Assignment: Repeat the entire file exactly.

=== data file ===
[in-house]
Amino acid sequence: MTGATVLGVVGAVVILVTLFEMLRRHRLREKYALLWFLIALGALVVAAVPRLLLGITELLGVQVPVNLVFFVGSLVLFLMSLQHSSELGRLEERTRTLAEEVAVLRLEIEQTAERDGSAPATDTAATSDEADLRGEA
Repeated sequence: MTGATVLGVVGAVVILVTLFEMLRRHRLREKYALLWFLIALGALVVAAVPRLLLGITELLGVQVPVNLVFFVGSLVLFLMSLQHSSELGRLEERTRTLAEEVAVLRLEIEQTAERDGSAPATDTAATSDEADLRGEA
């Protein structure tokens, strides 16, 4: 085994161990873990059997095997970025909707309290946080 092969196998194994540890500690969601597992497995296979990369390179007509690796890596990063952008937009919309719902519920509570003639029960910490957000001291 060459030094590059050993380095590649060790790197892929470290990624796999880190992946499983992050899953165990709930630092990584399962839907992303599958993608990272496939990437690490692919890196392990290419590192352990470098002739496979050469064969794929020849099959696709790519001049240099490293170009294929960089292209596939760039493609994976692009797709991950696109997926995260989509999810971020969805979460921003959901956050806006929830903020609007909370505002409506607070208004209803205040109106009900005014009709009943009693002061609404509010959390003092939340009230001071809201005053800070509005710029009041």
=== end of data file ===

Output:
[in-house]
Amino acid sequence: MTGATVLGVVGAVVILVTLFEMLRRHRLREKYALLWFLIALGALVVAAVPRLLLGITELLGVQVPVNLVFFVGSLVLFLMSLQHSSELGRLEERTRTLAEEVAVLRLEIEQTAERDGSAPATDTAATSDEADLRGEA
Repeated sequence: MTGATVLGVVGAVVILVTLFEMLRRHRLREKYALLWFLIALGALVVAAVPRLLLGITELLGVQVPVNLVFFVGSLVLFLMSLQHSSELGRLEERTRTLAEEVAVLRLEIEQTAERDGSAPATDTAATSDEADLRGEA
């Protein structure tokens, strides 16, 4: 085994161990873990059997095997970025909707309290946080 092969196998194994540890500690969601597992497995296979990369390179007509690796890596990063952008937009919309719902519920509570003639029960910490957000001291 060459030094590059050993380095590649060790790197892929470290990624796999880190992946499983992050899953165990709930630092990584399962839907992303599958993608990272496939990437690490692919890196392990290419590192352990470098002739496979050469064969794929020849099959696709790519001049240099490293170009294929960089292209596939760039493609994976692009797709991950696109997926995260989509999810971020969805979460921003959901956050806006929830903020609007909370505002409506607070208004209803205040109106009900005014009709009943009693002061609404509010959390003092939340009230001071809201005053800070509005710029009041």